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1999 Wimbledon

Wimbledon Notebook

McEnroe and Graf reach mixed doubles semifinal

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Posted: Friday July 02, 1999 05:23 PM

  Steffi Graf and John McEnroe The odd couple: John McEnroe calls Steffi Graf "one of the greatest athletes in the 20th century." AP

WIMBLEDON, England (AP) -- John McEnroe and Steffi Graf thrilled Center Court fans Friday by reaching the Wimbledon mixed doubles semifinal with a 6-4, 6-3 victory over Justin Gimelstob and Venus Williams.

Returning to action at Wimbledon for the first time in seven years, three-time singles champion McEnroe helped Graf beat Williams for the second time in two days. Graf, seeking her eighth singles title, beat Williams in Thursday's singles quarterfinals.

McEnroe and Graf were scheduled to play second-seeded Todd Woodbridge and Lindsay Davenport, but Davenport withdrew to concentrate on her singles semifinal against Alexandra Stevenson.

That gave ninth-seeded McEnroe and Graf a bye into the quarterfinals and they treated the crowd to some slick shotmaking.

McEnroe celebrated by punching the air and blowing kisses to the fans upon leaving the court. He also pointed to Graf, then to his head to indicate how smart he was to choose her as his partner.

"It was fantastic, magical," McEnroe said. "I am playing mixed doubles with one of the greatest athletes in the 20th century, certainly in tennis."

In another key doubles match, five-time men's doubles champions Woodbridge and Mark Woodforde lost 6-4, 5-7, 7-6 (9-7), 6-4 in the quarterfinals to Dutchman Paul Haarhuis and American Jared Palmer.

The Aussies' reign as Wimbledon champions ended last year against Haarhuis and Jacgh in the final.

Dokic blues

How's this for a trivia question:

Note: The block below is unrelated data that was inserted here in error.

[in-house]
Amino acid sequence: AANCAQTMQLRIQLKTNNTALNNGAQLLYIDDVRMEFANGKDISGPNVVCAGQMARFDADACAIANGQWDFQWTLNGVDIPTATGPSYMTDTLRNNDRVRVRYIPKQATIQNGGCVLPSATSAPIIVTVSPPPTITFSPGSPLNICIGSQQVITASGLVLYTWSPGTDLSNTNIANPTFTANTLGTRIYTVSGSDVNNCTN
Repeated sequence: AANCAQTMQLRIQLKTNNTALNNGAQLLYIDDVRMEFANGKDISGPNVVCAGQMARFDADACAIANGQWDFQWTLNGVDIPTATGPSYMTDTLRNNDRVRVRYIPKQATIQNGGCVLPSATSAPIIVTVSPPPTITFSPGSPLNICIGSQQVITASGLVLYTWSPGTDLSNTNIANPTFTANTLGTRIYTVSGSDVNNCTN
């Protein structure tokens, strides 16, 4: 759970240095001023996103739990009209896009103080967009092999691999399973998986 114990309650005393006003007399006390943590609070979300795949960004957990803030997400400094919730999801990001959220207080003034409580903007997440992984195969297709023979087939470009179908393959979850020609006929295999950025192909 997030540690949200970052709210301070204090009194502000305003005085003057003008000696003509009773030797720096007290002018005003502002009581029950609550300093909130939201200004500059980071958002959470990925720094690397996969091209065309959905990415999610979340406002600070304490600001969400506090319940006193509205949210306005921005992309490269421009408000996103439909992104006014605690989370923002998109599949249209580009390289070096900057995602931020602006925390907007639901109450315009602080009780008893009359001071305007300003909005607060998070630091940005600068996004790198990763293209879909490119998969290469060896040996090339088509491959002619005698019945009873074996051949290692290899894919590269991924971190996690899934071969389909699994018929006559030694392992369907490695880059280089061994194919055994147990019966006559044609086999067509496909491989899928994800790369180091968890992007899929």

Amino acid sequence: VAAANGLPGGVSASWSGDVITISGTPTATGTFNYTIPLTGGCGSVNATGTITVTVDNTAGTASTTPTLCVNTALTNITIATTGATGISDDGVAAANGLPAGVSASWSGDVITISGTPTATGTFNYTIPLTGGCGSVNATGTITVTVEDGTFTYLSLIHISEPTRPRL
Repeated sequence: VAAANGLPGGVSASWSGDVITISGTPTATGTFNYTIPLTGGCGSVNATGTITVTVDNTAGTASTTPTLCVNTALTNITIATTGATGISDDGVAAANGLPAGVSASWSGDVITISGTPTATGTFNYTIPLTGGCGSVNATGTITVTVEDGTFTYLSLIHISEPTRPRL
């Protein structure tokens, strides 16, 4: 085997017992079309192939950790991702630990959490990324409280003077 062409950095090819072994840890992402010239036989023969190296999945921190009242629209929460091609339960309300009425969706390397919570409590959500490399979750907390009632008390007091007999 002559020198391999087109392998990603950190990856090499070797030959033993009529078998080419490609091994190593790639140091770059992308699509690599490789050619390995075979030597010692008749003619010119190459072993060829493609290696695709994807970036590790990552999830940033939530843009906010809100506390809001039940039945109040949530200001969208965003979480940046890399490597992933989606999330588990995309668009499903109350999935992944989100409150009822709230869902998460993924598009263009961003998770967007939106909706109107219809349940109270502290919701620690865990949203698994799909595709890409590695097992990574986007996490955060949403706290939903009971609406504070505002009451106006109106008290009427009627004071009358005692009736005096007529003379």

Name the player who beat the top seeded Wimbledon player in the first round, then was eliminated by a qualifier?

Answer: Jelena Dokic.

The 16-year-old Serb-born Australian, who also had to qualify, shocked No. 1 Martina Hingis in the opening round of the championships 6-2, 6-0.

She reached the quarterfinals, beating ninth-seeded Mary Pierce en route, before losing to Alexandra Stevenson.

Stevenson won 6-3, 1-6, 6-3 to become the first qualifier in Wimbledon history to reach the women's semifinals.

Fast-moving trainer

Doug Spreen was so busy at Wimbledon tending to injured players Friday it's surprising he didn't get hurt himself.

Spreen was called onto Center Court when Mark Philippousis sustained a serious knee injury in his quarterfinal match against Pete Sampras.

Having become the first player to win a set against the No. 1 seeded player and five-time champion, the Australian was down 2-1 in the second when he called for Spreen during a changeover.

The ATP trainer flexed the Australian's left knee on a chair, then on the ground before deciding Philippousis couldn't continue.

Spreen appeared next on Court One where France's Cedric Pioline fell on his right knee during his quarterfinal loss to Britain's Tim Henman.

Pioline's injury was not serious enough for him to stop and, although Spreen kept returning to administer treatment during changeovers, the Frenchman continued before losing in four sets.

Todd Martin looked like he would become the next quarterfinalist to need Spreen's help when he tumbled on Court 13. Martin carried on without treatment to his twisted ankle, only to lose in four sets to Pat Rafter.

 
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